The Danish Medicines Council to use new assessment method for medicines and the use of non-published data will be allowed

Following a board meeting yesterday, the Danish Regions plan to change of the way the Danish Medicines Council assesses medicines and to allow the use of non-published data in the medicine assessments. The changes will not be implemented until the relevant interested parties have had opportunity to comment on them. 

Firstly, the changes entail that in future, the Danish Medicines Council will have to assess medicines according to the so-called QALY measure, which calculates the effect of the medicine against its price. The Danish Regions hope to increase the transparency of the decisions of the Medicines Council with the new method. However, using QALY will increase the processing time from 12 to 16 weeks, as the QALY method is more complicated than the previously used assessment of the added clinical value.

Secondly, with the changes the Medicines Council will be able to use non-published data in their medicine assessments in future. It will therefore also be possible to include non-published data in the Medicines Council's assessment of orphan drugs.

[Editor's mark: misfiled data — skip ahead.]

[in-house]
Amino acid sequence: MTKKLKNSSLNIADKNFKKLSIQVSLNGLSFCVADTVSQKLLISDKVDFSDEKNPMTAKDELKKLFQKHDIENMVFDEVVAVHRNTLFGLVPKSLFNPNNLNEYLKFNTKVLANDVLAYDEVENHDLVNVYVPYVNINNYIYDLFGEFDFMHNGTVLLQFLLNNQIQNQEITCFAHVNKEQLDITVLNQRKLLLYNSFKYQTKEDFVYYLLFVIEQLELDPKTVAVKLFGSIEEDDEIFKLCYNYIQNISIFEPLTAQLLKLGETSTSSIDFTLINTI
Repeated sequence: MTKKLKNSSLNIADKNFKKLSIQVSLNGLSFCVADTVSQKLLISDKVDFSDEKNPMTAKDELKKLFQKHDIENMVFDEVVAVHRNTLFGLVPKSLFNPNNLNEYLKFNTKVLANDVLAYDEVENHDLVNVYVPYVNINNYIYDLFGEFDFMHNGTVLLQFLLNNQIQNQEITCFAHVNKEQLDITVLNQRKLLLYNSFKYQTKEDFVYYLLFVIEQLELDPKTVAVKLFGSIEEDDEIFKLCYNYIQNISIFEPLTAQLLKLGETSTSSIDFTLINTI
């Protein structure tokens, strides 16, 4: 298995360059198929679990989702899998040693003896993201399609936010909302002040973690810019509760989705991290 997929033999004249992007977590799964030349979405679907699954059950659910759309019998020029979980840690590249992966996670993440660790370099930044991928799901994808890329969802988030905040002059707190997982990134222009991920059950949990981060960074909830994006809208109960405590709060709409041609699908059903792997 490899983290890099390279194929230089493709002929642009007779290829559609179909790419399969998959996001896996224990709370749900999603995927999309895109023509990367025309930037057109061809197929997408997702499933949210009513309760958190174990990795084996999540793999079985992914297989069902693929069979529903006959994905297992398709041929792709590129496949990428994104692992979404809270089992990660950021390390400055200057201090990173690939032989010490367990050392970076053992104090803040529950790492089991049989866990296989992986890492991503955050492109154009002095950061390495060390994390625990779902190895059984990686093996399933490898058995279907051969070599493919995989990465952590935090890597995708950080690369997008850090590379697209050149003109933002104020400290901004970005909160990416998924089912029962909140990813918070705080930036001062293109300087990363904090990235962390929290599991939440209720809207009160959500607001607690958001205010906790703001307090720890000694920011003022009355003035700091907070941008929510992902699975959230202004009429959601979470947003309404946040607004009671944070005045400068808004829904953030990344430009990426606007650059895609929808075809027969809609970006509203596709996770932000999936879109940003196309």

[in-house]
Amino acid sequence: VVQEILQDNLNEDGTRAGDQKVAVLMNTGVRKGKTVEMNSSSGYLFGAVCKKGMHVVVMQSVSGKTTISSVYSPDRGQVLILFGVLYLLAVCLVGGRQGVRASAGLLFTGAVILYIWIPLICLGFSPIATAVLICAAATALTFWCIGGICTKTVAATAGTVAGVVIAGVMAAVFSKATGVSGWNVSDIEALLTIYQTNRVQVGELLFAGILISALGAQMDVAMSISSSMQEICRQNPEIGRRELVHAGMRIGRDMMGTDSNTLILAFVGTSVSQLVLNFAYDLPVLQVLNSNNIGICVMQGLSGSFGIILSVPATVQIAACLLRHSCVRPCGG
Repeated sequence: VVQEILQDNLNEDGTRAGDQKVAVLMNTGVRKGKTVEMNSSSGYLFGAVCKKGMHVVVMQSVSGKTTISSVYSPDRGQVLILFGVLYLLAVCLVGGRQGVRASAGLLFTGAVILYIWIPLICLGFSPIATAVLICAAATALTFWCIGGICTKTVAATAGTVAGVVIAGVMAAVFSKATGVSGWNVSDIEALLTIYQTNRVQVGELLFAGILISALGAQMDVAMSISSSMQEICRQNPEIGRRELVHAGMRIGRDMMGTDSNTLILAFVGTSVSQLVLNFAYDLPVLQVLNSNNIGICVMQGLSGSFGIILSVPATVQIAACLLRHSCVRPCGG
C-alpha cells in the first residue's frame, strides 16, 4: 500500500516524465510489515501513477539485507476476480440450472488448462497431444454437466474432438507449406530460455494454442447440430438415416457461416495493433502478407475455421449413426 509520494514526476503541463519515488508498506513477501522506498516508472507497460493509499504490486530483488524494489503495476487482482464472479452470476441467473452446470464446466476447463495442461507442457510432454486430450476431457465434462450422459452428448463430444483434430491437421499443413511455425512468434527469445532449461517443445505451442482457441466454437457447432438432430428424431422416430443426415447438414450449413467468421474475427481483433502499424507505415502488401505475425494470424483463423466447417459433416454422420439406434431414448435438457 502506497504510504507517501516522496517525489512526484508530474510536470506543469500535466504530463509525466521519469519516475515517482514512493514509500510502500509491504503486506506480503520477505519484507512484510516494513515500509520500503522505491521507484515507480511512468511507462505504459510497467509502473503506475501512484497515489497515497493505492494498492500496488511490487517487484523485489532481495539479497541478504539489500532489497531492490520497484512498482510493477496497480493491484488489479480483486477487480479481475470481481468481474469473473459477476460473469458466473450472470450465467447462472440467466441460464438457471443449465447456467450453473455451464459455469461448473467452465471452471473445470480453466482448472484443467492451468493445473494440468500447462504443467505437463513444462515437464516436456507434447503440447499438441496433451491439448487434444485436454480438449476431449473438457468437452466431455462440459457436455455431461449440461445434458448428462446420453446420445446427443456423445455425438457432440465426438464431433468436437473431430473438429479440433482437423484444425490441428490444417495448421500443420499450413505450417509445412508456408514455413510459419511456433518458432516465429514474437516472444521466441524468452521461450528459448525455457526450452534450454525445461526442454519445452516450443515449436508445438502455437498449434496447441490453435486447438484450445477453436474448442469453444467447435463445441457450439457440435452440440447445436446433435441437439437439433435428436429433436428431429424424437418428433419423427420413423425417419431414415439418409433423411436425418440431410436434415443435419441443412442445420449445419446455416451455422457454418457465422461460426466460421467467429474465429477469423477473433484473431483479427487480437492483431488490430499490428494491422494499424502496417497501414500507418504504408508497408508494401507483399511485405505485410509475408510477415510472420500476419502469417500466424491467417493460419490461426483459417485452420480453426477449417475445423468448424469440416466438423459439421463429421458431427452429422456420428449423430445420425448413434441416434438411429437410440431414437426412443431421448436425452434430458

The reason for the change

In May 2019, the Danish Medicines Council was evaluated concluding that the council fulfilled its purpose and respected the principles set out by the board of the Danish Regions and the Danish Parliament. However, the report also found that was room for improvement in several areas.

Following up on the evaluation, the board of the Danish Regions identified five focus areas for the Medicines Council going forward: 1) The case review time limits should be changed; 2) new treatment guidelines should be prioritized; 3) more transparent case review times; 4) the use of non-published data in the assessment of orphan drugs; and 5) the pros and cons of changing the assessment of the effect of medicines from added clinical value to Quality-adjusted life year (QALY). 

The relevant interested parties were then given the opportunity to comment on these focus areas, and during yesterday's meeting the board discussed said comments resulting in the Danish Regions' proposal to change the medicines assessment and allow the use of non-published data. The Danish Regions do not mention the other three focus areas specifically, but point out that it is important to prioritize the new treatment guidelines. 

Plesner will follow the future developments in the Medicines Council closely and we will provide updates regularly.

Read Plesner's previous newsletter on the evaluation of the Danish Medicines Council here (in Danish). 

Read the report "Evaluering af Medicinrådet" here (in Danish). 

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